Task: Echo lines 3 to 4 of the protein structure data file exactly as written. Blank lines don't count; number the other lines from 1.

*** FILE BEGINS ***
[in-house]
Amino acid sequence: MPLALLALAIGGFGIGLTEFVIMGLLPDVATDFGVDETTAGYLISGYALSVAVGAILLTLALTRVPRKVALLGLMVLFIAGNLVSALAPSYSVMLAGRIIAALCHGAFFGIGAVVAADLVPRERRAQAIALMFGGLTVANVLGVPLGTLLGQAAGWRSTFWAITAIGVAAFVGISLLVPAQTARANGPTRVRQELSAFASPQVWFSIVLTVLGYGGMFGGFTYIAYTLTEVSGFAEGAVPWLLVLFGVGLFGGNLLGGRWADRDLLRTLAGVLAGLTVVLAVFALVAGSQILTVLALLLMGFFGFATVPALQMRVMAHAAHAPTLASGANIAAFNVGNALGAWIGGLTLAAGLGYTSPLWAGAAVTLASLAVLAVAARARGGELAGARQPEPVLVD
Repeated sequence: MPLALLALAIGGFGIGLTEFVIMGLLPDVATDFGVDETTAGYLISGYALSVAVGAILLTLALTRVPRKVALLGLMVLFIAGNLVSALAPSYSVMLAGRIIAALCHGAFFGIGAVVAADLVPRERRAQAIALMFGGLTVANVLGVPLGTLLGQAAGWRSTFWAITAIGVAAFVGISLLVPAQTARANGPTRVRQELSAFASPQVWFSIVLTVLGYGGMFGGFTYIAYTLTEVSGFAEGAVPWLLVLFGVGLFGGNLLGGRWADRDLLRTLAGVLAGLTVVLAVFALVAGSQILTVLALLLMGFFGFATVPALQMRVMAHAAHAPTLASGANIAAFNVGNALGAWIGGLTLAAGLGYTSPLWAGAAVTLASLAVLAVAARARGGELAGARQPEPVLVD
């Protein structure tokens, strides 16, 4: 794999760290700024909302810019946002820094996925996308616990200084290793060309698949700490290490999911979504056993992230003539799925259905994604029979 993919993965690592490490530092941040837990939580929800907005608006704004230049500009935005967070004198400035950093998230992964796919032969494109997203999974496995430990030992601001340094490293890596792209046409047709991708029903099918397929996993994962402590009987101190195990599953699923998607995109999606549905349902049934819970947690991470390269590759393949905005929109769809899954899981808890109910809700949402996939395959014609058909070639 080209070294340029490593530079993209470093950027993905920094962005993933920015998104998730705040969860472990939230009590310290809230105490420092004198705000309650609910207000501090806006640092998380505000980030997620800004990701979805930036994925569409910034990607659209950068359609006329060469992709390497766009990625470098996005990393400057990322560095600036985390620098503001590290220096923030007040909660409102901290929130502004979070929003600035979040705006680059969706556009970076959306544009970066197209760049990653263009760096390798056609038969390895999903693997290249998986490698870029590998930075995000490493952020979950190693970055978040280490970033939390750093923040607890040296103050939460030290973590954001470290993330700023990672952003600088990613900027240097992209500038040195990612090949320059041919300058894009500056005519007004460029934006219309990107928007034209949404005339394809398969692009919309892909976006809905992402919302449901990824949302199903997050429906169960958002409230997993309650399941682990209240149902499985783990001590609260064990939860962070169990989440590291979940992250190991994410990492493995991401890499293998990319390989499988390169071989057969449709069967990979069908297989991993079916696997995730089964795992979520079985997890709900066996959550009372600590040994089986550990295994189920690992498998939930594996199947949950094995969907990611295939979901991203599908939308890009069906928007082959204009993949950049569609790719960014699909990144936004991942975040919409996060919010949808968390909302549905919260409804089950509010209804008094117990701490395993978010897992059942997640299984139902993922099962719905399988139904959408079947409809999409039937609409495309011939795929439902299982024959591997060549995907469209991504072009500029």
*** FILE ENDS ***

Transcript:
Repeated sequence: MPLALLALAIGGFGIGLTEFVIMGLLPDVATDFGVDETTAGYLISGYALSVAVGAILLTLALTRVPRKVALLGLMVLFIAGNLVSALAPSYSVMLAGRIIAALCHGAFFGIGAVVAADLVPRERRAQAIALMFGGLTVANVLGVPLGTLLGQAAGWRSTFWAITAIGVAAFVGISLLVPAQTARANGPTRVRQELSAFASPQVWFSIVLTVLGYGGMFGGFTYIAYTLTEVSGFAEGAVPWLLVLFGVGLFGGNLLGGRWADRDLLRTLAGVLAGLTVVLAVFALVAGSQILTVLALLLMGFFGFATVPALQMRVMAHAAHAPTLASGANIAAFNVGNALGAWIGGLTLAAGLGYTSPLWAGAAVTLASLAVLAVAARARGGELAGARQPEPVLVD
């Protein structure tokens, strides 16, 4: 794999760290700024909302810019946002820094996925996308616990200084290793060309698949700490290490999911979504056993992230003539799925259905994604029979 993919993965690592490490530092941040837990939580929800907005608006704004230049500009935005967070004198400035950093998230992964796919032969494109997203999974496995430990030992601001340094490293890596792209046409047709991708029903099918397929996993994962402590009987101190195990599953699923998607995109999606549905349902049934819970947690991470390269590759393949905005929109769809899954899981808890109910809700949402996939395959014609058909070639 080209070294340029490593530079993209470093950027993905920094962005993933920015998104998730705040969860472990939230009590310290809230105490420092004198705000309650609910207000501090806006640092998380505000980030997620800004990701979805930036994925569409910034990607659209950068359609006329060469992709390497766009990625470098996005990393400057990322560095600036985390620098503001590290220096923030007040909660409102901290929130502004979070929003600035979040705006680059969706556009970076959306544009970066197209760049990653263009760096390798056609038969390895999903693997290249998986490698870029590998930075995000490493952020979950190693970055978040280490970033939390750093923040607890040296103050939460030290973590954001470290993330700023990672952003600088990613900027240097992209500038040195990612090949320059041919300058894009500056005519007004460029934006219309990107928007034209949404005339394809398969692009919309892909976006809905992402919302449901990824949302199903997050429906169960958002409230997993309650399941682990209240149902499985783990001590609260064990939860962070169990989440590291979940992250190991994410990492493995991401890499293998990319390989499988390169071989057969449709069967990979069908297989991993079916696997995730089964795992979520079985997890709900066996959550009372600590040994089986550990295994189920690992498998939930594996199947949950094995969907990611295939979901991203599908939308890009069906928007082959204009993949950049569609790719960014699909990144936004991942975040919409996060919010949808968390909302549905919260409804089950509010209804008094117990701490395993978010897992059942997640299984139902993922099962719905399988139904959408079947409809999409039937609409495309011939795929439902299982024959591997060549995907469209991504072009500029």